261 N.W.2d 614
No. 41220.Supreme Court of Nebraska.
Filed January 11, 1978.
1. Administrative Law: Statutes: Intoxicating Liquors: Licenses and Permits. “The power to regulate all phases of the control of the manufacture, distribution, sale, and traffic in alcoholic liquors, except as specifically delegated in this act, is hereby vested exclusively in the [Nebraska Liquor Control] commission.” 53-116, R.R.S. 1943.
2. Administrative Law: Municipal Corporations: Intoxicating Liquors: Licenses and Permits. The policy of a municipality limiting the number of liquor licenses to be issued is not binding on the Nebraska Liquor Control Commission. 3. Administrative Law: Trial: Courts: Appeal and Error. Without regard to the statutory provisions calling for trial de novo in the District Court of decisions of the Nebraska Liquor Control Commission, the court does not exercise independent judgment on fact and policy. 4. Administrative Law: Records: Intoxicating Liquors. After an administrative hearing, the Nebraska Liquor Control Commission must base its findings and orders on the factual foundation in the record of the proceedings, and the record must show some valid basis on which a finding and order may be premised. 5. Administrative Law: Municipal Corporations: Licenses and Permits: Intoxicating Liquors. The recommendation of the city council founded upon a policy limiting the number of licenses affords a sufficient evidentiary basis to support the Nebraska Liquor Control Commission’s action. 6. Administrative Law: Due Process: Notice: Licenses and Permits: Intoxicating Liquors. Where an applicant has not had notice of and been afforded an opportunity before the Nebraska Liquor Control Commission to meet an issue relevant and material to the issuance of the license applied for, the appropriate remedy in the court is not to direct the issuance of a license, but to order a new hearing after proper notice of the issue. J K J, Inc. v. Nebraska Liquor Control Commission, 194 Neb. 413, 231 N.W.2d 694, overruled in part.
Appeal from the District Court for Douglas County: JAMES A. BUCKLEY, Judge. Reversed.
Herbert M. Fitle, Allen L. Morrow, and Daniel M. Murphy, for appellants.
James F. Kasher of Brady, Kasher Pavel, for appellee 72nd Street Pizza, Inc.
No appearance for appellee Nebraska Liquor Control Commission.
Heard before WHITE, C. J., SPENCER, BOSLAUGH, McCOWN, CLINTON, BRODKEY, and WHITE, JJ.
This action originated in an appeal to the District Court for Douglas County, Nebraska, from an order
of the Nebraska Liquor Control Commission denying the application of the applicant, 72nd Street Pizza, Inc., for an “on-sale” beer license. The city council of the City of Omaha had recommended to the commission that the application for the license be denied. Upon review in the District Court the denial was found to be arbitrary and unreasonable and that court directed the commission to grant the license. The City of Omaha and certain objectors appealed from the judgment of the District Court. We reverse that judgment and reinstate the order of the commission.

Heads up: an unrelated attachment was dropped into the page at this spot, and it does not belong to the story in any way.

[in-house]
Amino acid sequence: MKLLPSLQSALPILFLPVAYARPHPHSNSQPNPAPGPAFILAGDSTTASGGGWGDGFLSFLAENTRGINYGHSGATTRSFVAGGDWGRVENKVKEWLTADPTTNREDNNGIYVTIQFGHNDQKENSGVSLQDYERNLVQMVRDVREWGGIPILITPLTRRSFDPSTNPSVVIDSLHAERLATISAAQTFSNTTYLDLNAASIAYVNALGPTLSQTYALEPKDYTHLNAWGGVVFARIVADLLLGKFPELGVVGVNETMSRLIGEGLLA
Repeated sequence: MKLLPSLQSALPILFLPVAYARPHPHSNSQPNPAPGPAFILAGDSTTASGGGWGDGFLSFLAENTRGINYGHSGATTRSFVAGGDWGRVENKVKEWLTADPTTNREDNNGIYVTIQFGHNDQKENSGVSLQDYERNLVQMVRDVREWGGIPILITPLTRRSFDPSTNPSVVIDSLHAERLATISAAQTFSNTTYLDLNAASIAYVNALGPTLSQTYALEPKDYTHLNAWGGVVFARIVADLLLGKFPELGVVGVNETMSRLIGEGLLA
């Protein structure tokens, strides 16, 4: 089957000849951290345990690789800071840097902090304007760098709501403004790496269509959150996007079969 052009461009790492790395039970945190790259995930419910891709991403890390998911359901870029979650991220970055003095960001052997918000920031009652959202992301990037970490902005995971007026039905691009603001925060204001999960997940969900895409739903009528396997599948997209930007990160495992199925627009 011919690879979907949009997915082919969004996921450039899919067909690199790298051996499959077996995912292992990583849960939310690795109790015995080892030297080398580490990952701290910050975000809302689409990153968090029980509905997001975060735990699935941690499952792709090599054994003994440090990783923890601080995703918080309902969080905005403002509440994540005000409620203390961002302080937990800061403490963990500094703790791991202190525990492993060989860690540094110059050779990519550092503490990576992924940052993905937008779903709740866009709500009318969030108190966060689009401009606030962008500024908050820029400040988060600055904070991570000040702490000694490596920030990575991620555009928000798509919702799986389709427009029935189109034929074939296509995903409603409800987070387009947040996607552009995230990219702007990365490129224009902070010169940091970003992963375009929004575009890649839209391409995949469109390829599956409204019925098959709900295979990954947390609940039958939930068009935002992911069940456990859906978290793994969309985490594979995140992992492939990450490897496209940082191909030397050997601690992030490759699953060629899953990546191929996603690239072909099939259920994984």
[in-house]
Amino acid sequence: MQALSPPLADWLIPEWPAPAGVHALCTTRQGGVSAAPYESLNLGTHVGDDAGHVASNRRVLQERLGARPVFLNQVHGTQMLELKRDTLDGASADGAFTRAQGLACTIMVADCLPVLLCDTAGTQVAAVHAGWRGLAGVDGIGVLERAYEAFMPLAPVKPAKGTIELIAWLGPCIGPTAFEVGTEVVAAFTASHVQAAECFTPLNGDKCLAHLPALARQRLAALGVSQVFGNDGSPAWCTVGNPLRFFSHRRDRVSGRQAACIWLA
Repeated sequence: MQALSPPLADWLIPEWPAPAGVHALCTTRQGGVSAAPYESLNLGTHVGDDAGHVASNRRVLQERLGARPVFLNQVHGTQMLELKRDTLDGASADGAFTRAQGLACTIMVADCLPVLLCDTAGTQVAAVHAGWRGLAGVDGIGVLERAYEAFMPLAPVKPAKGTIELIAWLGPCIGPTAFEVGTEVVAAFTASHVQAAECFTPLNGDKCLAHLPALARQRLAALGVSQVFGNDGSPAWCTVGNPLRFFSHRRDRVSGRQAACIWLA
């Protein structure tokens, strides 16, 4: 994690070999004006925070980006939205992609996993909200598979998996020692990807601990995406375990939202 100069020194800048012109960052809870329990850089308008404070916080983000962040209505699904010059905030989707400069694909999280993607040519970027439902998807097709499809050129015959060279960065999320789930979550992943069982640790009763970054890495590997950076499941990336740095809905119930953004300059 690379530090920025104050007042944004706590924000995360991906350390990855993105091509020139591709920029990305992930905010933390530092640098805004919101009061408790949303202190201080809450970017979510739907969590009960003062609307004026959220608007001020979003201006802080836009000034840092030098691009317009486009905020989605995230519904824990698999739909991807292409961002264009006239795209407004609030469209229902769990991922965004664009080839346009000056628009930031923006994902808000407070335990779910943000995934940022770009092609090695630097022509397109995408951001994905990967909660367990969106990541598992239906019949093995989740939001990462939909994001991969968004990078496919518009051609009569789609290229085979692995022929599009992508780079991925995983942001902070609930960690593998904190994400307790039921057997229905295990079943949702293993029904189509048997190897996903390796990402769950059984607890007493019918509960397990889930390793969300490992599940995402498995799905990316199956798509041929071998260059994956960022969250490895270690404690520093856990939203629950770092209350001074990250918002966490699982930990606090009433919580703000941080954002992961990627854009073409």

The pertinent facts about which there is no substantial dispute are as follows. The 72nd Street Pizza, Inc., which we will hereafter refer to as the applicant, is one of a chain of five pizza restaurants having a place of business in Omaha. Four previously established restaurants have liquor licenses. The applicant applied to the commission for an on-sale beer license for its recently established restaurant on 72nd Street. As required by statute, a copy of the application was sent to the city council which, pursuant to provisions of the statute, held a hearing and enacted a resolution which “recommended to said Liquor Control Commission to deny said license.” The license applied for covered the period ending April 30, 1977. The city council transmitted its resolution to the commission.
Pursuant to the provisions of the applicable statutes, the commission notified the applicant of the time and place of hearing on its application, specifying in the notice that the hearing was being held for the “following reason(s):
“1. Due to the action of the local governing body recommending denial of your application.
“2. Due to protests having been filed against your application.”